"The US Food and Drug Administration (FDA) has approved class-wide labeling changes for all prescription testosterone products, the agency announced today.
New safety information from published literature and case reports on the risks "...
Worsening Of Benign Prostatic Hyperplasia (BPH) And Potential Risk Of Prostate Cancer
- Patients with BPH treated with androgens are at an increased risk for worsening of signs and symptoms of BPH. Monitor patients with BPH for worsening signs and symptoms.
- Patients treated with androgens may be at increased risk for prostate cancer. Evaluation of patients for prostate cancer prior to initiating and during treatment with androgens is appropriate [see CONTRAINDICATIONS].
Potential For Secondary Exposure To Testosterone
Cases of secondary exposure resulting in virilization of children have been reported in postmarketing surveillance of testosterone gel products. Signs and symptoms have included enlargement of the penis or clitoris, development of pubic hair, increased erections and libido, aggressive behavior, and advanced bone age. In most cases, these signs and symptoms regressed with removal of the exposure to testosterone gel. In a few cases, however, enlarged genitalia did not fully return to age-appropriate normal size, and bone age remained modestly greater than chronological age. The risk of transfer was increased in some of these cases by not adhering to precautions for the appropriate use of the topical testosterone product. Children and women should avoid contact with unwashed or unclothed application sites in men using AndroGel 1.62% [see DOSAGE AND ADMINISTRATION, Use in Specific Populations and CLINICAL PHARMACOLOGY].
Inappropriate changes in genital size or development of pubic hair or libido in children, or changes in body hair distribution, significant increase in acne, or other signs of virilization in adult women should be brought to the attention of a physician and the possibility of secondary exposure to testosterone gel should also be brought to the attention of a physician. Testosterone gel should be promptly discontinued until the cause of virilization has been identified.
Increases in hematocrit, reflective of increases in red blood cell mass, may require lowering or discontinuation of testosterone. Check hematocrit prior to initiating treatment. It would also be appropriate to re-evaluate the hematocrit 3 to 6 months after starting treatment, and then annually. If hematocrit becomes elevated, stop therapy until hematocrit decreases to an acceptable concentration. An increase in red blood cell mass may increase the risk of thromboembolic events.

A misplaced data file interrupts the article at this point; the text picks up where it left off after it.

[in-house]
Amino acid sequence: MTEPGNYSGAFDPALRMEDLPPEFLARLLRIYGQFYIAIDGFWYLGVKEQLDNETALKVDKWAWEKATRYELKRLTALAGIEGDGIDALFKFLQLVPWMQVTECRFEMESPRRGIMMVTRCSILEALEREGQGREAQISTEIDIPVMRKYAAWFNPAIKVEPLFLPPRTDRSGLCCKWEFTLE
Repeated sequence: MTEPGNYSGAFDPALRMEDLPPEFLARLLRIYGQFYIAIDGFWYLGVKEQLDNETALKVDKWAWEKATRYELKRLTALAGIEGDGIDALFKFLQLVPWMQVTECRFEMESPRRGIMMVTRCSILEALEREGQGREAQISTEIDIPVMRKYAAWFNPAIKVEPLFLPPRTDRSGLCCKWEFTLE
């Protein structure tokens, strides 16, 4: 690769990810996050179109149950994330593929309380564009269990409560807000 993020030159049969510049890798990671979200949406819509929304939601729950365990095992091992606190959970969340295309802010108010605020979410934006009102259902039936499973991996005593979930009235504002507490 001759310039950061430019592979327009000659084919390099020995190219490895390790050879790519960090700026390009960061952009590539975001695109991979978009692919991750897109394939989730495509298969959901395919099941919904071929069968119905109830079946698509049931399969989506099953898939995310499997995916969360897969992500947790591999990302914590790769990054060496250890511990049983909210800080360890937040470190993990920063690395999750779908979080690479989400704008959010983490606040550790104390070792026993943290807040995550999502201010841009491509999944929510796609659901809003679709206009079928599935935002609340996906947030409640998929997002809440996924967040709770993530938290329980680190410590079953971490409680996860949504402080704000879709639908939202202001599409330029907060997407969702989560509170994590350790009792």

There have been postmarketing reports of venous thromboembolic events, including deep vein thrombosis (DVT) and pulmonary embolism (PE), in patients using testosterone products such as AndroGel 1.62%. Evaluate patients who report symptoms of pain, edema, warmth and erythema in the lower extremity for DVT and those who present with acute shortness of breath for PE. If a venous thromboembolic event is suspected, discontinue treatment with AndroGel 1.62% and initiate appropriate workup and management [see ADVERSE REACTIONS].
Long term clinical safety trials have not been conducted to assess the cardiovascular outcomes of testosterone replacement therapy in men. To date, epidemiologic studies and randomized controlled trials have been inconclusive for determining the risk of major adverse cardiovascular events (MACE), such as non-fatal myocardial infarction, non-fatal stroke, and cardiovascular death, with the use of testosterone compared to non-use. Some studies, but not all, have reported an increased risk of MACE in association with use of testosterone replacement therapy in men.
Patients should be informed of this possible risk when deciding whether to use or to continue to use AndroGel 1.62%.
Use In Women
Due to the lack of controlled evaluations in women and potential virilizing effects, AndroGel 1.62% is not indicated for use in women [see CONTRAINDICATIONS and Use in Specific Populations].
Potential For Adverse Effects On Spermatogenesis
With large doses of exogenous androgens, including AndroGel 1.62%, spermatogenesis may be suppressed through feedback inhibition of pituitary FSH possibly leading to adverse effects on semen parameters including sperm count.
Hepatic Adverse Effects
Prolonged use of high doses of orally active 17-alpha-alkyl androgens (e.g., methyltestosterone) has been associated with serious hepatic adverse effects (peliosis hepatis, hepatic neoplasms, cholestatic hepatitis, and jaundice). Peliosis hepatis can be a life-threatening or fatal complication. Long-term therapy with intramuscular testosterone enanthate has produced multiple hepatic adenomas. AndroGel 1.62% is not known to cause these adverse effects.
Androgens, including AndroGel 1.62%, may promote retention of sodium and water. Edema, with or without congestive heart failure, may be a serious complication in patients with preexisting cardiac, renal, or hepatic disease [see ADVERSE REACTIONS].
Changes in serum lipid profile may require dose adjustment or discontinuation of testosterone therapy.
Androgens, including AndroGel 1.62 %, should be used with caution in cancer patients at risk of hypercalcemia (and associated hypercalciuria). Regular monitoring of serum calcium concentrations is recommended in these patients.
Decreased Thyroxine-binding Globulin
Androgens, including AndroGel 1.62%, may decrease concentrations of thyroxin-binding globulins, resulting in decreased total T4 serum concentrations and increased resin uptake of T3 and T4. Free thyroid hormone concentrations remain unchanged, however, and there is no clinical evidence of thyroid dysfunction.
Alcohol based products, including AndroGel 1.62%, are flammable; therefore, patients should be advised to avoid fire, flame or smoking until the AndroGel 1.62% has dried.
Patient Counseling Information
See FDA-Approved Medication Guide
Patients should be informed of the following:
Use In Men With Known Or Suspected Prostate Or Breast Cancer
Potential For Secondary Exposure To Testosterone And Steps To Prevent Secondary Exposure